Use Your Lens Hood…It Could Save Your Life

by Eric Von Lehmden | June 10, 2014

lens hood

That title might be a little dramatic. I am sure there is some MacGyver situation where a lens hood could actually save your life, but for this post I can tell you for sure that it can save your lens.

For the better part of the last 14 years I have been a professional wedding photographer shooting an average of 25-30 weddings a year. A wedding photographer’s job can definitely be stressful at times and of course there are great times too. One of the biggest nightmares a wedding photographer or any photographer is to drop a lens and what it slow motion as it hits the concrete and cracks the glass or is just plain dead. Oh, the horror. Well, I can tell you from personal experience that having my lens hood on my camera lenses has saved me from my clumsiness….twice.

lens hood

It is inevitable as a working photographer that you are going to drop something. We are constantly changing lenses and at some point in time you will get cocky or get distracted and that lens you were holding will just slip out of your hand and hurtle toward the ground. By having your lens hood you are giving your camera lens a chance of survival when you drop it. I’m not going to get into the physics of a falling object, but in the three cases I have dropped a lens (once wasn’t my fault…faulty camera strap) they have all landed on the front of the lens. Fortunately all three survived. One was without a lens hood, but it landed on some nice soft carpet. The other two did land directly on the lens hood and the lens hood took the brunt of the impact and saved the lens. On both occasions my lens hood was either busted or dented pretty badly. But better to replace a $30 lens hood than a $1200 camera lens. I still use my dented lens hood as a reminder to always protect my investments.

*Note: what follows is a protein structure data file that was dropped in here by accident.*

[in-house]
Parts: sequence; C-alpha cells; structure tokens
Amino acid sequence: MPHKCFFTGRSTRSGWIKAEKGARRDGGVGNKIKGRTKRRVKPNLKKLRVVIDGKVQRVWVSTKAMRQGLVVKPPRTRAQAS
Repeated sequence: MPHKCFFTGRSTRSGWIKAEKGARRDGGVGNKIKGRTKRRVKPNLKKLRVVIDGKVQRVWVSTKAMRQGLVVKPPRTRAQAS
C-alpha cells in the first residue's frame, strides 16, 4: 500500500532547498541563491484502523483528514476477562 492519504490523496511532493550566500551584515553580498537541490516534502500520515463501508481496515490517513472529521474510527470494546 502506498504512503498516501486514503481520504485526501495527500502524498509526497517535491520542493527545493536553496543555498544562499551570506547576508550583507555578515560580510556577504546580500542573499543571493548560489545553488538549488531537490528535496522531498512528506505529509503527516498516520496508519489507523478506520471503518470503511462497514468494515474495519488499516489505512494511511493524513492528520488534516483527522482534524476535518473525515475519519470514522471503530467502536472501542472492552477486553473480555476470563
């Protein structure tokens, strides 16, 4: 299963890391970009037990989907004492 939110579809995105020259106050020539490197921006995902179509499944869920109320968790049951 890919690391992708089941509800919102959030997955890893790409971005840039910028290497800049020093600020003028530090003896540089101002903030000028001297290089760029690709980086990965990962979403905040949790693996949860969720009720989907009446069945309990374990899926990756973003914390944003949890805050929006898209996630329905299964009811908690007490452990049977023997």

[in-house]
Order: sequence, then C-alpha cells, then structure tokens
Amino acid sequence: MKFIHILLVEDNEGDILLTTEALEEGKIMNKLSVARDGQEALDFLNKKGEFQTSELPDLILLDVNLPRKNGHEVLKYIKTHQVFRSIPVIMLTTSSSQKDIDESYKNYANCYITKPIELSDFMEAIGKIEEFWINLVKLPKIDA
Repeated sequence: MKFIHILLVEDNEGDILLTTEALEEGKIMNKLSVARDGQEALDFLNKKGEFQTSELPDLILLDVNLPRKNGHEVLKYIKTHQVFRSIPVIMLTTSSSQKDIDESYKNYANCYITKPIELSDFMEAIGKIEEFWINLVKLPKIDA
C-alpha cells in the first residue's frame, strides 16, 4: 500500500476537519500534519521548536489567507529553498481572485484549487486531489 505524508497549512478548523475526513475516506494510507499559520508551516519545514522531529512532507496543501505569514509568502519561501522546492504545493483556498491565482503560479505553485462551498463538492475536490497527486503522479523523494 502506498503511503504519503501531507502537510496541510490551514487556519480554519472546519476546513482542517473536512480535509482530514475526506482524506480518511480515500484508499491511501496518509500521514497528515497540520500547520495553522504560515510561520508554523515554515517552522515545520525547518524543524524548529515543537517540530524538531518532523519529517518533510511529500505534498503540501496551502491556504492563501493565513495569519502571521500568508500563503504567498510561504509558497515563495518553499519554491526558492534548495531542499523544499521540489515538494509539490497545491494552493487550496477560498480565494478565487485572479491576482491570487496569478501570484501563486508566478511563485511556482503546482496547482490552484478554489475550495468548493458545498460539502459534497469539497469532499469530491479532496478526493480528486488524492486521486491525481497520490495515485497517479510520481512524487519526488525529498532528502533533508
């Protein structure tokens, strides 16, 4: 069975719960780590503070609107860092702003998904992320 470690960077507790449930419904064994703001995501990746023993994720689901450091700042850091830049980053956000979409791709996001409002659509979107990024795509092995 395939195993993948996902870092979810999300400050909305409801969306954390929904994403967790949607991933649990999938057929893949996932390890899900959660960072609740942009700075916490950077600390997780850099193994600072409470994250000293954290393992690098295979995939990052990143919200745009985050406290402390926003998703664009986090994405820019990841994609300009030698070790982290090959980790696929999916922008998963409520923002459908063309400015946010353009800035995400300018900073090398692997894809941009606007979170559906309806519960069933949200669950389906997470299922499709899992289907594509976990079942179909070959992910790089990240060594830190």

Another level of protection is putting a screw in lens filter on your lens. I don’t think they help much in a dropped lens case, but they can help prevent scratching and scuff marks on the glass of the lens.

Moral of the story…those lens hoods aren’t just to block unwanted light in your photo…they can literally save you hundreds if not thousands of dollars. Stay safe out there everyone.

This article is written for Canvas Press. To find out more about Canvas Press’ products visit www.canvaspress.com.

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Tips-n-Tricks #21

If you are photographing something or someone in super bright sunshine then don't forget to use the "Sunny 16" rule on your DSLR. Set your aperture to f16 and match your shutter speed to your ISO. For example: ISO is 100 then shutter speed is 100th of a second and aperture is...you guessed it f16. Perfect exposure, every time.


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